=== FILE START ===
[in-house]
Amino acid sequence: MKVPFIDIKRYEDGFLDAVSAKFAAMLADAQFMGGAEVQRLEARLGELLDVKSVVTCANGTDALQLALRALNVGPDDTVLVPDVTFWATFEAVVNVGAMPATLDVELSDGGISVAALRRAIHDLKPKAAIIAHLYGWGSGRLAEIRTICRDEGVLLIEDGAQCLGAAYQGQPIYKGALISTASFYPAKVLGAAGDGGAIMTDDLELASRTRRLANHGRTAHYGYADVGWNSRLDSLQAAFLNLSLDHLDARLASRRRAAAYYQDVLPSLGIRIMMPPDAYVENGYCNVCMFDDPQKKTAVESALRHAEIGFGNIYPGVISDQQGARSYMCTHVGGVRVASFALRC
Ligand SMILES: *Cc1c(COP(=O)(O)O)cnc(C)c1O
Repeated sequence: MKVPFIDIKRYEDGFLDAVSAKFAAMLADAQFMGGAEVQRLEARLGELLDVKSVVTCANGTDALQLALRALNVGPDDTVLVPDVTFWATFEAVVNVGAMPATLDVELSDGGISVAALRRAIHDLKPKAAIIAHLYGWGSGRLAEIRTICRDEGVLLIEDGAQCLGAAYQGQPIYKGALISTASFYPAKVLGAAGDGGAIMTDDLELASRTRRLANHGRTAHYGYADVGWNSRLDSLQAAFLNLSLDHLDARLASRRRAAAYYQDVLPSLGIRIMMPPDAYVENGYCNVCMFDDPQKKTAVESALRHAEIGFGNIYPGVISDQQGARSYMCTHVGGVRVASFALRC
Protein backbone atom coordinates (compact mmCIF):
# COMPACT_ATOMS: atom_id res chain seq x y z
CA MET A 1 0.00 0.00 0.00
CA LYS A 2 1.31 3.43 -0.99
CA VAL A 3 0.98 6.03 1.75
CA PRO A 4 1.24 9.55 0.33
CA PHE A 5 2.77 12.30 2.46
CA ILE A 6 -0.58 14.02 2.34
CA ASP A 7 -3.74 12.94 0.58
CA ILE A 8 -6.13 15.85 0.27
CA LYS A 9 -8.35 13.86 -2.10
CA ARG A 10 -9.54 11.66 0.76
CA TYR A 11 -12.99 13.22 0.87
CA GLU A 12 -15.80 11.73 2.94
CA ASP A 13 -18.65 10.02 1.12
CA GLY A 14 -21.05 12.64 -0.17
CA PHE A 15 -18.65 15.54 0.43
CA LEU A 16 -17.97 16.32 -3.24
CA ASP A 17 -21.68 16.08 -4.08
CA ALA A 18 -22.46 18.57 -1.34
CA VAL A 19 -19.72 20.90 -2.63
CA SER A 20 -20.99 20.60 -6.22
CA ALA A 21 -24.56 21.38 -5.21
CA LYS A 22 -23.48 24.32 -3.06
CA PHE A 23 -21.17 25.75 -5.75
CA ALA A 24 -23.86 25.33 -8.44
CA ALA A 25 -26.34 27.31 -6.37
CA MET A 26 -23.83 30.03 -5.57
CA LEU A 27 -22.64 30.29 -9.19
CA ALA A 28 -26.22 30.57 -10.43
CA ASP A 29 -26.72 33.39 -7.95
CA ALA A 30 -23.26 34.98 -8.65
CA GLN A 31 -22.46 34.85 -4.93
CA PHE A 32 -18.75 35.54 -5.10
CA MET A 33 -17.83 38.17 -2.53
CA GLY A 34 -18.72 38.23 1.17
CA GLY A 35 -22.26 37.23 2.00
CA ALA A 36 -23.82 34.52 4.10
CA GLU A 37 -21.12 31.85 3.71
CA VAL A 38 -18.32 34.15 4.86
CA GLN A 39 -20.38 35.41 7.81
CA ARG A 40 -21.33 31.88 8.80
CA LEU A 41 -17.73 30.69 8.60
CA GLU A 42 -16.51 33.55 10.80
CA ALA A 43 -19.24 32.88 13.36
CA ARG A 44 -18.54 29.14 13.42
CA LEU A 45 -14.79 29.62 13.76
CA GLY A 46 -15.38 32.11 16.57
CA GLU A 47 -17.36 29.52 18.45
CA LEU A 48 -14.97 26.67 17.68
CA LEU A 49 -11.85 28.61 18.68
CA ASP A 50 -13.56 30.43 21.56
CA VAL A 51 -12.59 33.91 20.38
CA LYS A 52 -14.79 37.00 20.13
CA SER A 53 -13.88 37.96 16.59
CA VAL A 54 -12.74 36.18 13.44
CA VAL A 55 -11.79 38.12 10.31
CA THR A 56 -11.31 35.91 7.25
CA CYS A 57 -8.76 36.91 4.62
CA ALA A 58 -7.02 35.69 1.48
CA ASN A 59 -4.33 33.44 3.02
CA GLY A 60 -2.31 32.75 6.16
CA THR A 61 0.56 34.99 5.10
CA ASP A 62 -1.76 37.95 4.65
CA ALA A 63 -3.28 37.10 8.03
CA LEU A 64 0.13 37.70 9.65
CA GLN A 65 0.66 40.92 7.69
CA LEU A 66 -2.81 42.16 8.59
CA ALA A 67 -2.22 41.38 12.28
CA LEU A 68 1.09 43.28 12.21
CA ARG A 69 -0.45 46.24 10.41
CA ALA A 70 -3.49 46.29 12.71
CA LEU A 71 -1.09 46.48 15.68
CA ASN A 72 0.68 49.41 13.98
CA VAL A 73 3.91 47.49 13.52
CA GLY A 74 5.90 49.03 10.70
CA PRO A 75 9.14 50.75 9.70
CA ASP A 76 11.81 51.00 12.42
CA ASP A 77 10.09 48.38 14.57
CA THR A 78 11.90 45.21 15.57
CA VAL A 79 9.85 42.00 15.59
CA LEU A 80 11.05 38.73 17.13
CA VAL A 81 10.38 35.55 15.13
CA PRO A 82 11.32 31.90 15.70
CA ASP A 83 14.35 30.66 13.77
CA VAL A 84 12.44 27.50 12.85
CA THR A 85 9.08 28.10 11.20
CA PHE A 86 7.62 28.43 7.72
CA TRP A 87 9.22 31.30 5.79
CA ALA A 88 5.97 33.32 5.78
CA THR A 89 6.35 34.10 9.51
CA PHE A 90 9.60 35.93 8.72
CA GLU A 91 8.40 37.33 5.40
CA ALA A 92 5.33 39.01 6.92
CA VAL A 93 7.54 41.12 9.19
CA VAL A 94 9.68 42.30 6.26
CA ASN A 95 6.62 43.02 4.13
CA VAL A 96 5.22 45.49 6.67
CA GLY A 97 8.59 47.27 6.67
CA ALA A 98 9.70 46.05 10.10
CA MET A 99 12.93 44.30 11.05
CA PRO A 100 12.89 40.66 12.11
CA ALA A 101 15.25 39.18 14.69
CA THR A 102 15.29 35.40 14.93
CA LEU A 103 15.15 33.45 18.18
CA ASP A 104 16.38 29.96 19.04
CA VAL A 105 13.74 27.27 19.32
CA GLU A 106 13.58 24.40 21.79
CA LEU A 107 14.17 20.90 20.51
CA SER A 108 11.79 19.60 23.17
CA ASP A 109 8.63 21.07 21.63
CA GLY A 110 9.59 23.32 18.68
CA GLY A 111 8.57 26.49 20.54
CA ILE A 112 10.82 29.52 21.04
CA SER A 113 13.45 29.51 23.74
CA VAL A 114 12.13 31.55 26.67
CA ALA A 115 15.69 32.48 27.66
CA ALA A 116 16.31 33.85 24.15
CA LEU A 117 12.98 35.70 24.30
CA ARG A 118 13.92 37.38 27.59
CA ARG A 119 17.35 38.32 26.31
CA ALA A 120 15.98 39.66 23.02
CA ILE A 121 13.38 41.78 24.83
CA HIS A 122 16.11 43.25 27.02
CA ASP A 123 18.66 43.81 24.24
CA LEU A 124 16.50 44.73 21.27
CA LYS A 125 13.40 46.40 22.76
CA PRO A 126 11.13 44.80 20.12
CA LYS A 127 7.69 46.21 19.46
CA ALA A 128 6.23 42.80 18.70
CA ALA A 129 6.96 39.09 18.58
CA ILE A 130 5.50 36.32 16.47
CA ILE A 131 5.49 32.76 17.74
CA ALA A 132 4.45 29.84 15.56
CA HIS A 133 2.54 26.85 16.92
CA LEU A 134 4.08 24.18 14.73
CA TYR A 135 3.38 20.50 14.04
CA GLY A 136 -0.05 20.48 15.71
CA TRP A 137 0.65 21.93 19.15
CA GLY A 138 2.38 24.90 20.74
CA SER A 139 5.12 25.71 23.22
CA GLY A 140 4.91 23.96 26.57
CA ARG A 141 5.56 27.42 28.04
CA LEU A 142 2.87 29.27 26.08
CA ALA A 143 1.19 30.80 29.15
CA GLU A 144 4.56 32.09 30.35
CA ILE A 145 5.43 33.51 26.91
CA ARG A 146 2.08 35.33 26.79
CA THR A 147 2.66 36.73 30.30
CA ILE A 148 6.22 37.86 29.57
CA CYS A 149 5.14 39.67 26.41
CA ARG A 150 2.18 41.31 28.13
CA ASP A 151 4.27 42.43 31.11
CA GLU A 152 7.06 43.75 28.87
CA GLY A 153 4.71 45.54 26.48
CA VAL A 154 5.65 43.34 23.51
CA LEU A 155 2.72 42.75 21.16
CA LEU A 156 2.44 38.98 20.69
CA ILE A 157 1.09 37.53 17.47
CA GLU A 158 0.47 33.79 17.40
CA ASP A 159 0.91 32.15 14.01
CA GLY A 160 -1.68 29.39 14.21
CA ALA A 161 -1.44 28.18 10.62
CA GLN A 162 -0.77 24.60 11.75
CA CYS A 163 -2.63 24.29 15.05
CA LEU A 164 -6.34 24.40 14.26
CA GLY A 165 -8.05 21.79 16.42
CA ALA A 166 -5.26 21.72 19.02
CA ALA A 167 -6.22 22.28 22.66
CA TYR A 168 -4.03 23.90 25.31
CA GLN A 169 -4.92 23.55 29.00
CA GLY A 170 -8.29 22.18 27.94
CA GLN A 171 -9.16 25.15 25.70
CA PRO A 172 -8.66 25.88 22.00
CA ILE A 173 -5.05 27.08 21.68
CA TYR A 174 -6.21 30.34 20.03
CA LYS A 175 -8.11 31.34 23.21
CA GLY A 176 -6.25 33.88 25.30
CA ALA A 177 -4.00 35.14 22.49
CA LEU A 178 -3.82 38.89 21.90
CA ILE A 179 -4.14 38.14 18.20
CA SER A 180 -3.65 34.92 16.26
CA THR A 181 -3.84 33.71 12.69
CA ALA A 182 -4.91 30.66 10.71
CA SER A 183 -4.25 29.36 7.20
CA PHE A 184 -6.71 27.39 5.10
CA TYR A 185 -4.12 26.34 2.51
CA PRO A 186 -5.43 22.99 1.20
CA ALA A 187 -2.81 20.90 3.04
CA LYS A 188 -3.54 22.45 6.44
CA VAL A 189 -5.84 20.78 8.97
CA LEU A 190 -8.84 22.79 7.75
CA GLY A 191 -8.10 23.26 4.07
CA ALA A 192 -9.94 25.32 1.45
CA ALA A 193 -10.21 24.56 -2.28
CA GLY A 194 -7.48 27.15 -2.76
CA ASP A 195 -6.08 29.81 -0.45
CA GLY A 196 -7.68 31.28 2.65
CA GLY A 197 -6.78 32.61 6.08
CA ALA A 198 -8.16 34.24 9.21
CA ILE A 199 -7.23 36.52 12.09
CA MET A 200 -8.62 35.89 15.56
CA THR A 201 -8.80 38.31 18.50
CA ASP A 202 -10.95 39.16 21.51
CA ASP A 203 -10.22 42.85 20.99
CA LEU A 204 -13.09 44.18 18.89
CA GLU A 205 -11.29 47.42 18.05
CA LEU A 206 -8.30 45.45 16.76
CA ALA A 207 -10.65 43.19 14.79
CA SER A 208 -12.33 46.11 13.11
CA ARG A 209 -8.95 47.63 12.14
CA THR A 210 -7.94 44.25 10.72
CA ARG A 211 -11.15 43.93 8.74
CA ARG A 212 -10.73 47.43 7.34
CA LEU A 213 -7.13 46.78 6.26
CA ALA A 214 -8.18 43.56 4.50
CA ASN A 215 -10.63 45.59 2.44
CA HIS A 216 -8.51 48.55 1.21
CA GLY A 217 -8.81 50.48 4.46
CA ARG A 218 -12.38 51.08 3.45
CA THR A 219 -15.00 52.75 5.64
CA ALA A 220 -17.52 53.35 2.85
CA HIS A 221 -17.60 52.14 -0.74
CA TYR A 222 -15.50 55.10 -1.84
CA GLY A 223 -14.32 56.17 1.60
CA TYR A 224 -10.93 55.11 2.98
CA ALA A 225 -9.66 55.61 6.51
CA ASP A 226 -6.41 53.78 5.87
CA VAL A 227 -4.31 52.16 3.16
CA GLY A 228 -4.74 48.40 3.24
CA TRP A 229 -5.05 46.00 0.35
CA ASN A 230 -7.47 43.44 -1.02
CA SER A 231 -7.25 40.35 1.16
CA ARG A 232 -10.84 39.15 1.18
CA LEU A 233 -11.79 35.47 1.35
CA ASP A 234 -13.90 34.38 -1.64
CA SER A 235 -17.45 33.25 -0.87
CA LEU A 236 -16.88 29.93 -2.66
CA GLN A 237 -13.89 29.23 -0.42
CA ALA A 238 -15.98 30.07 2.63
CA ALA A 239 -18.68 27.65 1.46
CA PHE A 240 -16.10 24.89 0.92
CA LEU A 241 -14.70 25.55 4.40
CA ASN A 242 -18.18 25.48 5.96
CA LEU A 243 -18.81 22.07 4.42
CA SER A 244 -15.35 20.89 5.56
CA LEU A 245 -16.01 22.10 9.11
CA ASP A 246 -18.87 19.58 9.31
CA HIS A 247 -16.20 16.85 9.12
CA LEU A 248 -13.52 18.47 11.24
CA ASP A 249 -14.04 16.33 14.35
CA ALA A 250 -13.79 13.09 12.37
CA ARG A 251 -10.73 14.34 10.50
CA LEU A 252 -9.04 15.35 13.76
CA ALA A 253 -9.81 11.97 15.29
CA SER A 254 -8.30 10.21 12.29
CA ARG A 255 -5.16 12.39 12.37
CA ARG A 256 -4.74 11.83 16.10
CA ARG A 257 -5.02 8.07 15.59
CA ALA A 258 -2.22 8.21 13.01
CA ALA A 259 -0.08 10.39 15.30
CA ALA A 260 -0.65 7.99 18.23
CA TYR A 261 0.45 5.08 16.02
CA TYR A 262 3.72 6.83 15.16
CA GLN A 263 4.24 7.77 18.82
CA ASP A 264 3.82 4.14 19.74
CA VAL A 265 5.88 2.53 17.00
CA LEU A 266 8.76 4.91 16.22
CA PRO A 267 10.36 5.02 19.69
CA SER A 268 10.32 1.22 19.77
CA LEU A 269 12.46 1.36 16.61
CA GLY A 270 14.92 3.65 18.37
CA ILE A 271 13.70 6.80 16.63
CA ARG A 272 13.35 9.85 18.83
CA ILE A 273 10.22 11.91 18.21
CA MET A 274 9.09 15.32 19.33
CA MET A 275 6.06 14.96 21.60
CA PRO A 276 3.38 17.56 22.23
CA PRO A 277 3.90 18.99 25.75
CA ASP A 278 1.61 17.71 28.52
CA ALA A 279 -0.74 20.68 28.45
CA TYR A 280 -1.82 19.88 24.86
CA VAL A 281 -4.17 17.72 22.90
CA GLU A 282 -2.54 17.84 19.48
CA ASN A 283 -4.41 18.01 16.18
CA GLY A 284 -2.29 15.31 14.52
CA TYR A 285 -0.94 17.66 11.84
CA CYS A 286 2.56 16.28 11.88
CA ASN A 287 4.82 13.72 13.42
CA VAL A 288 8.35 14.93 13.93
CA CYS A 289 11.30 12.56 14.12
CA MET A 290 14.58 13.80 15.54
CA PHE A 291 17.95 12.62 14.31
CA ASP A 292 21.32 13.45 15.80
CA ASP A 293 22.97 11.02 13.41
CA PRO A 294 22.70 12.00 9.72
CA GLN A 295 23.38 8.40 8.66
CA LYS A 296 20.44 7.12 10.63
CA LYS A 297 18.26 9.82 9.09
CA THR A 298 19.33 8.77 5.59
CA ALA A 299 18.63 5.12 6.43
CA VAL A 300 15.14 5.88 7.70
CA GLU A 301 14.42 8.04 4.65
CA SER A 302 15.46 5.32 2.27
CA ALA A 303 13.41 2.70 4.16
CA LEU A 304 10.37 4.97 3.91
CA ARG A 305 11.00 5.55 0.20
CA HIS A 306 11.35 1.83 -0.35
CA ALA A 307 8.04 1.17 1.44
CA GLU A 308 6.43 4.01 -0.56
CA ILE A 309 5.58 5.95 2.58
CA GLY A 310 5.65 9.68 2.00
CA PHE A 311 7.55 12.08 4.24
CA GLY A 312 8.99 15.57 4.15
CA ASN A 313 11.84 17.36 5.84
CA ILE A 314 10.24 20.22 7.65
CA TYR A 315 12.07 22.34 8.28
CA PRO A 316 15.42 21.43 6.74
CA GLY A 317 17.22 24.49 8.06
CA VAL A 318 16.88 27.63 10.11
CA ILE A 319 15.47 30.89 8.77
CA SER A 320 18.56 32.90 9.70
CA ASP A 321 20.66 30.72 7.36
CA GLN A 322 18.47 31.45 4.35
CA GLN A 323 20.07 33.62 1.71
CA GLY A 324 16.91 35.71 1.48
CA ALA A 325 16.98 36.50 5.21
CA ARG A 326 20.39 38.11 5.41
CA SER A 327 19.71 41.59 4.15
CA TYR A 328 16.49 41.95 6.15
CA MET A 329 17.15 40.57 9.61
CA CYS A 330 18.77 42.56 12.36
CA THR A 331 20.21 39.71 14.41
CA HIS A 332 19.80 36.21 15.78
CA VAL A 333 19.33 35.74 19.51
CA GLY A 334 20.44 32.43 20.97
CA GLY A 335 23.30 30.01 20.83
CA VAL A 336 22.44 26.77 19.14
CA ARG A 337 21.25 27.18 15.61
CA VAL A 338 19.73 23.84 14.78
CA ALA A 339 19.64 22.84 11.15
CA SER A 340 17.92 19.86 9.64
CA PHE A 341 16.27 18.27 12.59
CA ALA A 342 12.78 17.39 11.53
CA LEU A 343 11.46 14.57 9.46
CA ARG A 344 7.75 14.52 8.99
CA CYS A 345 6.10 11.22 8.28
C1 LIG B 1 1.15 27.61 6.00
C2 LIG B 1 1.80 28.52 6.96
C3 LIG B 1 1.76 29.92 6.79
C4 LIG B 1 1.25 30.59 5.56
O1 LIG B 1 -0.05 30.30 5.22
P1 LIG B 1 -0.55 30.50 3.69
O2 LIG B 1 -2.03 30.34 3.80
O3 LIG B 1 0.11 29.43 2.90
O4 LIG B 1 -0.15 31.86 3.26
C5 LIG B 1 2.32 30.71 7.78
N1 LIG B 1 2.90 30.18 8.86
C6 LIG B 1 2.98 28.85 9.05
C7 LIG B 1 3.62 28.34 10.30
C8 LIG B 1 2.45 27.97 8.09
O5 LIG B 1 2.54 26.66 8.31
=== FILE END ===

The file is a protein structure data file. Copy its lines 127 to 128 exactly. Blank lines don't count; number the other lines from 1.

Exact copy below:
CA ILE A 121 13.38 41.78 24.83
CA HIS A 122 16.11 43.25 27.02